TVA tree cutting aids power delivery while sparking residential complaints

TVA tree cutting aids power delivery while sparking residential complaints

February 28th, 2013 by Dave Flessner in Business Around the Region

This power line path is near Summit is one example of the Tennessee Valley Authority's plan for vegetation control along transmission lines, which involves clearing rights of way from 75 to 200 feet wide.

Photo by Tim Barber /Times Free Press.

TVA transmission network

• 15,900 circuit miles of transmission line

• 102,200 transmission line structures

• 487 power stations and switchyards

• 260,000 acres of transmission right-of-way

TVA power rights of way

• Most transmission line rights are 75 feet to 200 feet wide

• Below the power lines, only grasses an and non-woody plants are allowed

• In the border areas near the power lines, no trees are allowed that might grow more than 15 feet in height

• TVA mows and uses herbicides to control vegetation along its rights of way, usually on three to five-year cycles.

Anthony Billingsley had only been in his Stoney Brook Lane house for three months last year when he got a notice that some of the trees in his backyard near TVA's electricity transmission lines were scheduled to be cut down.

"I worked in the past for the [Electric] Power Board so I know about power easements, but I never expected them to have to remove 30- and 40-year-old, relatively small trees that weren't even under the power lines," Billingsley recalled Wednesday. "It was outrageous."

Billingsley, who so far has blocked any tree removal by joining a lawsuit challenging TVA's vegetation-control policy, is among thousands of property owners across the Tennessee Valley who own trees near TVA power lines that the utility plans to cut down. Tennessee Valley Authority officials said Wednesday the policy is designed to ensure the safety and reliability of its nearly 16,000 miles of transmission lines, which carry power to 9 million people in TVA's seven-state region.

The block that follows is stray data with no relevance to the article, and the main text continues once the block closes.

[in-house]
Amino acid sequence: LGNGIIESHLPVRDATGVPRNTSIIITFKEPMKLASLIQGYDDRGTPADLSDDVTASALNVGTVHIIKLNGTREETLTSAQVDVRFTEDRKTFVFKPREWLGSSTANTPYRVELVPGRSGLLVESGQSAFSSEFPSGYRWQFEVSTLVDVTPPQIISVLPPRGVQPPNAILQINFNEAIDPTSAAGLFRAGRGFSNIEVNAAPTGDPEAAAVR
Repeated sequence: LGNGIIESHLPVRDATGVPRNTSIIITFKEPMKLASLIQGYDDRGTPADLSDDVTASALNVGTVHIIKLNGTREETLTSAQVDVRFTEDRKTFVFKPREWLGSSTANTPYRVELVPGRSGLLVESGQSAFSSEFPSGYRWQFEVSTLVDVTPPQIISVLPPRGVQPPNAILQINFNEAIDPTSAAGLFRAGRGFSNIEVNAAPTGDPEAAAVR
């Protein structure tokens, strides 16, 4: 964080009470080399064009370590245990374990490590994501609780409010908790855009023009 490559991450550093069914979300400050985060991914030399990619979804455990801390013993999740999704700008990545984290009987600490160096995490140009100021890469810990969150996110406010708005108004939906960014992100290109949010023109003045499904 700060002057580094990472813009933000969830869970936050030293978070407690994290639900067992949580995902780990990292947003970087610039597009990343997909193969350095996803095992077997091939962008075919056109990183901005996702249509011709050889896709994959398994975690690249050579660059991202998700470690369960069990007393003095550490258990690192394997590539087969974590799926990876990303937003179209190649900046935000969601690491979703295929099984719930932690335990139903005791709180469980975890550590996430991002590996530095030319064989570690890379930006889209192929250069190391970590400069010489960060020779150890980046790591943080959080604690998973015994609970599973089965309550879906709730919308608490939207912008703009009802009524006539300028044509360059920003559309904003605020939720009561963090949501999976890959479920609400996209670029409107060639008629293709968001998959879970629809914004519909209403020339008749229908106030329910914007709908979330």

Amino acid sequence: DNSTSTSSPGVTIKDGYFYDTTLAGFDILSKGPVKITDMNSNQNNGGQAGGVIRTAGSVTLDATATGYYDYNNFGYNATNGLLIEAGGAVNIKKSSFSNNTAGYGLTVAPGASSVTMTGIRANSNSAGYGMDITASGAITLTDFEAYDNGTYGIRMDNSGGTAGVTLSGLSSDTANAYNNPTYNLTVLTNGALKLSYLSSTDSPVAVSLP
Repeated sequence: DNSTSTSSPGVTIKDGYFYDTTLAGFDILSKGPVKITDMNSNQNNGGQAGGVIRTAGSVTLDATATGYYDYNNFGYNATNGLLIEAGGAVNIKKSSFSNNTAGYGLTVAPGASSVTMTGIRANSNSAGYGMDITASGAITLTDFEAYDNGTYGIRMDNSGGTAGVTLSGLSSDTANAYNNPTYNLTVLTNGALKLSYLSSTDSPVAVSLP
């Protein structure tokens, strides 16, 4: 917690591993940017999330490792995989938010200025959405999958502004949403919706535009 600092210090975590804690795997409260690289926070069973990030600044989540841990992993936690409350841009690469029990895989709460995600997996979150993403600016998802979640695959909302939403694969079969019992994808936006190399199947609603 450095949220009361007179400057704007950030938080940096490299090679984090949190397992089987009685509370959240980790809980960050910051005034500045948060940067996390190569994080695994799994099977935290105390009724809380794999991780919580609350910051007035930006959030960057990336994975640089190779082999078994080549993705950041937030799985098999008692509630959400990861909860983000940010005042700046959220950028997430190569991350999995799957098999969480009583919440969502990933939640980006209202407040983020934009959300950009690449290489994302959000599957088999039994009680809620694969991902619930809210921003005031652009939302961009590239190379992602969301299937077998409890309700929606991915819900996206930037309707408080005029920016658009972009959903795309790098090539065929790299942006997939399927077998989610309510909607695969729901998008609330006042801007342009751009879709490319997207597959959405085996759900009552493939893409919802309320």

"We're not against trees, but in most instances trees and transmission lines don't mix well," said Jason Regg, manager of line applied services for TVA in its eastern region. "We are trying to maintain the most reliable electricity system that we can, and for the safety of those living near power lines and to avoid unnecessary outages, we need to control the vegetation on our easements beneath and near our power lines."

TVA and other utilities have tightened those vegetation controls over the past decade since the 2003 blackout left 50 million Americans out of power. That blackout, which is estimated to have cost the U.S. economy $6 billion, was initially caused when a tree in Ohio fell on a power line. That outage quickly cascaded across the Midwest and Northeast.

TVA was cited and fined when it failed to trim a tree in a Alabama wetland and the tree tripped a transmission line in 2010. Although no customer service was ever interrupted, TVA agreed with regulators to upgrade its vegetation control. Regg said the agency now spends $25 million a year cutting trees and other vegetation to maintain its power line easements.

TVA mows and applies herbicides to control vegetation beneath its power lines. In bordering areas where trees might still fall and come in contact with power lines, TVA generally doesn't allow any tree to grow if it will exceed 15 feet in height on its property easements.

Sagging transmission lines can dip as low as 30 feet or less off the ground and hilly terrain nearby can cause some trees to come within enough distance to spark contact and cut power delivery, TVA spokesman Travis Brickey said.

Regg said TVA has cut the number of vegetation-caused power outages along its transmission lines significantly over the past two decades, but the utility still had 14 such occurrences last year. TVA has maintained 99.999 percent reliability of the electricity is delivers since 2000.

But critics of the tree-cutting policy argue TVA has gone too far in limiting trees not underneath the utility's power lines.

Larry Silverstein, a Knoxville attorney who has spoken out frequently against TVA's tree cutting policies, insists that the agency's approach "is not reasonable or necessary."

"TVA doesn't have unlimited rights to destroy people's property," he said.

But last week, U.S. District Court Judge Tom Varlan in Knoxville upheld TVA's policies and dismissed three claims against the utility. The judge left open the issue of whether TVA should have done an full environmental impact statement before implementing its stricter vegetation control plan. A trial on that dispute is set for July.

Don Vowell, a Knoxville attorney who filed the case, still questions why TVA is being more aggressive in cutting trees. He claims millions of trees on the 260,00 acres of TVA transmission easements could be destroyed by the policy.

"That's half the size of the Great Smoky Mountains and I'm afraid that is not only unsightly but also endangers many species," he said.

Regg said TVA complies with all environmental regulations and, in many instances, the cutting helps provide pasture and open fields for birds, deer and other wildlife.